Lana Bastašic grew up in Bosnia in the middle of the war and this year marks the 30th anniversary of the siege of Sarajevo. The writing of his first novel, Catch the Rabbit, became an act of physical and psychological return, expressed by childhood friends, Serbian Sara and Muslim Lejla, who come together to search for Armin, who is missing, presumed dead during the war. Bastašic will be in conversation with Priscilla Morris, whose father bought a bulletproof vest and traveled to Sarajevo to save his maternal grandparents. Her home in London filled with refugee relatives, and her debut novel, Black Butterflies, draws on those experiences – with their echoes of the conflict in Ukraine – in its depiction of life behind the barricades.

Faïza Guène is a writer whose dispatches from the suburbs of Paris helped bring peripheral voices to the center of French literature. Her new novel, Discretion, published in May, marks the 60th anniversary of the Franco-Algerian war and beautifully reflects how these period historical moments reverberate over the years, through the stories of women, through the experiences of second-generation immigrants, and by feelings of allegiance to a country, which is both home and not.

Poetry and resistance

We close our festival with a celebration of the work of Eavan Boland and Thomas Kinsella, both of whom have been lost to Irish literature during the pandemic. Our event, Pillars of a City, will reflect on the power of their poetry and their enormous legacy. And Kinsella also reminds us that sometimes political resistance happens much closer to home. His poem Butcher’s Dozen was written in direct response to the Widgery Report, which whitewashed the Bloody Sunday atrocities. It was published on April 26, 1972, with the poet himself saying that “The Widgery report was a great insult. [My] the response was instantaneous; the poem itself was written and published in seven days. Butcher’s Dozen is being published in a new edition this year, to mark its 50th anniversary, alongside a prologue to the Saville Report, an epilogue to the UK Prime Minister’s apology to the House of Commons and a new note from the ‘author. This shows that poems can offer both immediate dissemination, but also be part of the historical conversation for decades to come. Great writing both responds to the story and also helps shape it.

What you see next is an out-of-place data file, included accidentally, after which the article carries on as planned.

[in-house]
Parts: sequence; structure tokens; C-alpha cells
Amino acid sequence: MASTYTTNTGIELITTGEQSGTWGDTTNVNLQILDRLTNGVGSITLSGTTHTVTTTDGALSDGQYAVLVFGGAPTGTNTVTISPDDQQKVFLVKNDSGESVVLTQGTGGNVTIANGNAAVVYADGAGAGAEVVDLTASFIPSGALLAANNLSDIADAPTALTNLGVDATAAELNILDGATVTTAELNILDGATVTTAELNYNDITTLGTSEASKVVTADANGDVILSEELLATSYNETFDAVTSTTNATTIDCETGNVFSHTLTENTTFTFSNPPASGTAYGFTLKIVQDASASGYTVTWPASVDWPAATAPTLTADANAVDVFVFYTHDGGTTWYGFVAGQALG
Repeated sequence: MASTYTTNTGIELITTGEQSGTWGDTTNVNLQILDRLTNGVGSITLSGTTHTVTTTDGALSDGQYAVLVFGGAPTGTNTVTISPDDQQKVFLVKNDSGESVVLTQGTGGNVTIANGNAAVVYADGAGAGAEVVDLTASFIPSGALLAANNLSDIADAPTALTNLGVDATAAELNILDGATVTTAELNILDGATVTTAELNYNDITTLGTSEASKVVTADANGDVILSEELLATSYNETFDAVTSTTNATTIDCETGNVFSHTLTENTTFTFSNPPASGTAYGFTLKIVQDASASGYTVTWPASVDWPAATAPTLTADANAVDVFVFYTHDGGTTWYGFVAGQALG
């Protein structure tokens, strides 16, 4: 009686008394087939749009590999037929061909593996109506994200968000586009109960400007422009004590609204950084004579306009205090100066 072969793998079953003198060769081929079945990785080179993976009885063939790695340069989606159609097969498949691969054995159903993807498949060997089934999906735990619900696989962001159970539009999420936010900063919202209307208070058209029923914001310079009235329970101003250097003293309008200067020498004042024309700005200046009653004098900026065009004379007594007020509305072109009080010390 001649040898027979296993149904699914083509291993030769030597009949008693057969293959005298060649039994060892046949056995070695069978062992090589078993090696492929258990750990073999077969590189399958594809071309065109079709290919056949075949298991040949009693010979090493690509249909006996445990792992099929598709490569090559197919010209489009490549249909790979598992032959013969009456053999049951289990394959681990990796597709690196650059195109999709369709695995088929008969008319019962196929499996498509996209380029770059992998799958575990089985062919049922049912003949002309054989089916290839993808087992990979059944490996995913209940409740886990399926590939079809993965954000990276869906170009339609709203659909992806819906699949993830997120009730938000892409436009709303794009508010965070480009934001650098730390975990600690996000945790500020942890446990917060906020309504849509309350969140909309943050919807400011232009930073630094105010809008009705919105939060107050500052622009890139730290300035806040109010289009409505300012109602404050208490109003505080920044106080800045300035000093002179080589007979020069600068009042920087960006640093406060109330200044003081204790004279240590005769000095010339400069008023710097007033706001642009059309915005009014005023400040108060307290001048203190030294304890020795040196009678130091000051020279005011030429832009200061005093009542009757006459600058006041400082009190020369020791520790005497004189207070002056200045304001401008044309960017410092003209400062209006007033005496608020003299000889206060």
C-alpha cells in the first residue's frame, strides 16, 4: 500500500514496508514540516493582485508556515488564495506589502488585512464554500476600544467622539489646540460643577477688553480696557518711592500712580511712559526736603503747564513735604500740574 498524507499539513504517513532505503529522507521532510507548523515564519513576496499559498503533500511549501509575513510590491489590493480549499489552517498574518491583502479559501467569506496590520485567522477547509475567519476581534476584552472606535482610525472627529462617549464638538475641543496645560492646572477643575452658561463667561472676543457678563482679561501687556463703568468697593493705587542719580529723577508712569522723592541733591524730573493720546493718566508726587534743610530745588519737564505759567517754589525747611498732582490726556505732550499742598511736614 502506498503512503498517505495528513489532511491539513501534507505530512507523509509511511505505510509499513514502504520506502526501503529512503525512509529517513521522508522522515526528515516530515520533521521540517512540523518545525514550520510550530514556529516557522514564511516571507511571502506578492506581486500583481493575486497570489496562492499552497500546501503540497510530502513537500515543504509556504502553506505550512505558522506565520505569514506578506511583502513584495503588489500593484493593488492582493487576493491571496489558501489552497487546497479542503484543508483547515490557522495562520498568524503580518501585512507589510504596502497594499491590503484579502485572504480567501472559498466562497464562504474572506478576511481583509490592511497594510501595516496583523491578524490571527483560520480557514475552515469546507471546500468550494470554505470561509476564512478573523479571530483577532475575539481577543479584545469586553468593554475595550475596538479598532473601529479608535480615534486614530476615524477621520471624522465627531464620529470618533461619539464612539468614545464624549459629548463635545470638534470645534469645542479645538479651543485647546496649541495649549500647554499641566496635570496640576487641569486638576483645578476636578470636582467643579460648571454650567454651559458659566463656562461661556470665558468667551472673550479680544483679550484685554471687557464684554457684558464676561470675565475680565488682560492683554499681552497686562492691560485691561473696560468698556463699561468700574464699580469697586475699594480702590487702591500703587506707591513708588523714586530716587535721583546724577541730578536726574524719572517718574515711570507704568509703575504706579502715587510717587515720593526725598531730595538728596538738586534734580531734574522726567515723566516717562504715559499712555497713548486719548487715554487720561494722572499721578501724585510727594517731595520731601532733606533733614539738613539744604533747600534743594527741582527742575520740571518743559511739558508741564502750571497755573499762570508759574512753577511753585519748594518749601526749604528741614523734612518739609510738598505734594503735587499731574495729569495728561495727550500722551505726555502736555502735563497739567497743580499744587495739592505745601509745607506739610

Faïza Guène's new novel, Discretion, marks the 60th anniversary of the Franco-Algerian war.

Faïza Guène’s new novel, Discretion, marks the 60th anniversary of the Franco-Algerian war.

And so our minds turn to Merrion Square later in May. After a period of restriction and limited horizons, it is exciting to welcome writers from around the world back to Dublin. We feature authors from Japan, Nigeria and Angola, USA and Europe and of course all over Ireland. There will be readings and lectures. There will be workshops, yoga, running and walks. We will build on the success of our online festival editions in 2020 and 2021, and broadcast live events to audiences across Ireland and around the world.

But it’s the return to public spaces – echoing Conrad – that gives us this wonderful opportunity to hear, feel and properly see the world again. And I can’t think of a better environment to hear the stories of the world than at a literary festival, in the company of other readers and writers. . . with other storytellers.

Martin Colthorpe is Program Director of the Dublin International Literature Festival, which runs from Thursday 19 May to Sunday 29 May in Merrion Square Park. To see the full program and to book tickets, visit: ilfdublin.com